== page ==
FIG. 1 is a schematic vertical sectional view of a conventional ECR metal thin film deposition apparatus;

FIG. 2 is a block schematic diagram showing the construction of a microwave plasma CVD system which is provided in common by each of first thru fourth preferred embodiments of the present invention;

FIG. 3 is a sectional view of the microwave plasma CVD system provided in the first embodiment of the present invention;

FIG. 4 is a perspective diagram showing a rectangular waveguide;

FIG. 5 is a graph illustrating the relation between the thickness of the deposited thin film and the positions in the apparatus;

FIG. 6 is a graph showing the relation between the pressure of a gas and the intensity of light (corresponding to a H α line) emitted from hydrogen atoms;

FIG. 7 is a sectional view of the rectangular waveguide for illustrating the relation between the section of the waveguide and the movement of an electron;

FIG. 8 is a graph showing the relation between magnetic flux density and the positions in the apparatus as well as the relation between a diameter of gyration of an electron and the positions in the apparatus;

FIG. 9 is a sectional view of the microwave plasma CVD system provided in the second embodiment of the present invention;

FIG. 10 is a perspective diagram of a coaxial waveguide;

FIG. 11 is a sectional view of the microwave plasma CVD system provided in the third embodiment of the present invention; and

FIG. 12 is a sectional view of the microwave plasma CVD system provided in the fourth embodiment of the present invention.

DETAILED DESCRIPTION OF PREFERRED EMBODIMENTS

Hereinafter, preferred embodiments of the present invention will be described with reference to the accompanying drawings.

Referring first to FIG. 2, there is shown the construction of a microwave plasma CVD system which is employed by each of a first, second, third and fourth embodiments in common.

As shown in this figure, a body 20 of a vacuum chamber comprises a first waveguide 21, a plasma cavity 22, a specimen chamber 23 and a load-lock chamber 50. Further, the specimen chamber 23 and the load-lock chamber 50 are arranged such that air and other gases contained therein can be pumped out therefrom by using pumps. Namely, the air and other gases contained in the specimen chamber 23 can be exhausted by a first turbo molecular pump 51 and a first rotary pump 52. Similarly, the air and other gases contained in the load-lock chamber 50 can be exhausted by a second turbo molecular pump 53 and a second rotary pump 54. The pressure in the specimen chamber is controlled by a butterfly valve 55.

Further, an end of the first waveguide 21 located at the side thereof opposite to the plasma cavity 22 is closed by the microwave feeding window 29 so that the atmosphere or air is intercepted from the body 20 of the vacuum chamber. Additionally, the second waveguide 30 is connected to the outer surface of the microwave feeding window 29 at an end thereof. Furthermore, a microwave generating circuit 56 is provided at the other end of the second waveguide 30.

Further, a magnetic coil 32 is provided around the plasma cavity 22 and is connected to an independent current source 57 for supplying electric current thereto. Additionally, a H2 gas distributing pipe line, an Ar gas distributing pipe line and a N2 gas distributing pipe line extending from a gas bomb box 58 are connected to the plasma cavity 22 through mass flow controllers 59a, 59b and 59c, respectively. The gaseous TMA is supplied from a TMA supplying device 60 to the specimen chamber 23.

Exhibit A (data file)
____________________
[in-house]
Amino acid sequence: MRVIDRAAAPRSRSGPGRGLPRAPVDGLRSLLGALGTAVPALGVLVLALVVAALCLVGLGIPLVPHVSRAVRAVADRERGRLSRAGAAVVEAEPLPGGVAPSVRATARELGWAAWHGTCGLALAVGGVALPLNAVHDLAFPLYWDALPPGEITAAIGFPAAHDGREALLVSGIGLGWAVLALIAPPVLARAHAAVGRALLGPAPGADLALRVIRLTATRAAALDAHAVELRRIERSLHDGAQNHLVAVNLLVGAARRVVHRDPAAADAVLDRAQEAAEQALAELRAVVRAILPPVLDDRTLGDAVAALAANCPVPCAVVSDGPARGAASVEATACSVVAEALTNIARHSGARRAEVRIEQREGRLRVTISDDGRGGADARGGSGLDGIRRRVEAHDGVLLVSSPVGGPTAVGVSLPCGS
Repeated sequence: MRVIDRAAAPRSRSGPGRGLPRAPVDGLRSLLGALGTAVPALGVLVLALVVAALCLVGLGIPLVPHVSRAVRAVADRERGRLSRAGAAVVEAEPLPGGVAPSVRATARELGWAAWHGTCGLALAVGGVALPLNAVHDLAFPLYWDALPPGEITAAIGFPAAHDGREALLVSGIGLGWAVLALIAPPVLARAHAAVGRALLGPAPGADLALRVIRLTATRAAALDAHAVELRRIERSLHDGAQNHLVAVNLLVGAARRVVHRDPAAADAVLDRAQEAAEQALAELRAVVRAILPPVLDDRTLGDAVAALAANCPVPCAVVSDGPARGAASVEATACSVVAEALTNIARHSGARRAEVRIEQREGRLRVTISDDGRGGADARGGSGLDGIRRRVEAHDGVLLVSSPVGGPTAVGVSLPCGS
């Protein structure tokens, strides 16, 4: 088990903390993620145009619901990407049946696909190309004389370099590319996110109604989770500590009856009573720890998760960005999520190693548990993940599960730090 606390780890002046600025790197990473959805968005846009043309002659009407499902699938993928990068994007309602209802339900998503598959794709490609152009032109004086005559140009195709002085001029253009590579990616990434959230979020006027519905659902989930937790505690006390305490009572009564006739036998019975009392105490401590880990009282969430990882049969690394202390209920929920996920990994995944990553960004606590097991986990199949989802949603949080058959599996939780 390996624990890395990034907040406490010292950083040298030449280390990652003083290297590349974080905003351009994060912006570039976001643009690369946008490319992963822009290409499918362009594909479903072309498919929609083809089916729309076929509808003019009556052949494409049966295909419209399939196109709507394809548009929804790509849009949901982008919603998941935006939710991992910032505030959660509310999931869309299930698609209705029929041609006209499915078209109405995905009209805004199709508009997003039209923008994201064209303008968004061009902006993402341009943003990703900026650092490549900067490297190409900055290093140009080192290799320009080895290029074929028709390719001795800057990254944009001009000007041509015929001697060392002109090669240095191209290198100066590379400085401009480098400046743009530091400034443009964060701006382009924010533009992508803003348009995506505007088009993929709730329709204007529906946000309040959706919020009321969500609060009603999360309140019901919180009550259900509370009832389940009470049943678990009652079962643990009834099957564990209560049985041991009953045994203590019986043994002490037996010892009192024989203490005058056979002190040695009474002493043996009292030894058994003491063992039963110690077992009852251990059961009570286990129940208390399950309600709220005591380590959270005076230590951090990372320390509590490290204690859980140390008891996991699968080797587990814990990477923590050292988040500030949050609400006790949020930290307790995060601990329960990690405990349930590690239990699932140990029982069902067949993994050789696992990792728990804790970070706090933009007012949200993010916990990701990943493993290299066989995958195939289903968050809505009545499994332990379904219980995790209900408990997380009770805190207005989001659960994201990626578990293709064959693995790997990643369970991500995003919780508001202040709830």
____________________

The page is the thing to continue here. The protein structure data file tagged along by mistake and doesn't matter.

Moreover, a gate valve 61 is provided between the specimen chamber 23 and the load-lock chamber 50 and is used to constantly keep the background pressure in the specimen chamber 23 stable.

Additionally, by an auto-loader 62 provided outside the load-lock chamber 50, specimens can be exchanged and the position of a substrate setting rest 28 can be changed.

Furthermore, this microwave plasma CVD system or apparatus is provided with an emitted light analyzing device 63 for measuring the intensity of the plasma. Moreover, the electric system of this microwave plasma CVD apparatus is controlled by the electric system control unit 64.

Hereafter, a first embodiment will be described by referring to FIGS. 3 to 8.

Referring now to FIG. 3, there is shown a sectional view of a microwave plasma CVD system provided in the first embodiment of the present invention. Further, this figure shows the construction of the system, mainly the body of the vacuum chamber in detail. In this embodiment, a rectangular waveguide is used as a first waveguide 121.

First, it will be described hereinbelow how the microwave plasma CVD system according to the present invention is constructed and operates.

Microwave of frequency 2.45 GHz generated in the microwave generation circuit 56 shown in FIG. 2 is transmitted through a second waveguide or rectangular waveguide 130, a mode converter 131 for converting a guided mode and quartz microwave feeding window 129 to a first waveguide 121.

Then, magnetic field is generated in a plasma cavity 122 by applying electric current to a magnetic coil 132 provided thereabout. Thus, the magnitude of the generated magnetic field is about 875 G at the boundary between the first waveguide 121 and the plasma cavity 122. As this magnitude of the magnetic field satisfies the ECR condition, ECR plasma discharge occurs. A substrate setting rest 128 for setting a substrate thereon and an evacuation outlet 126 are provided in a specimen chamber 123.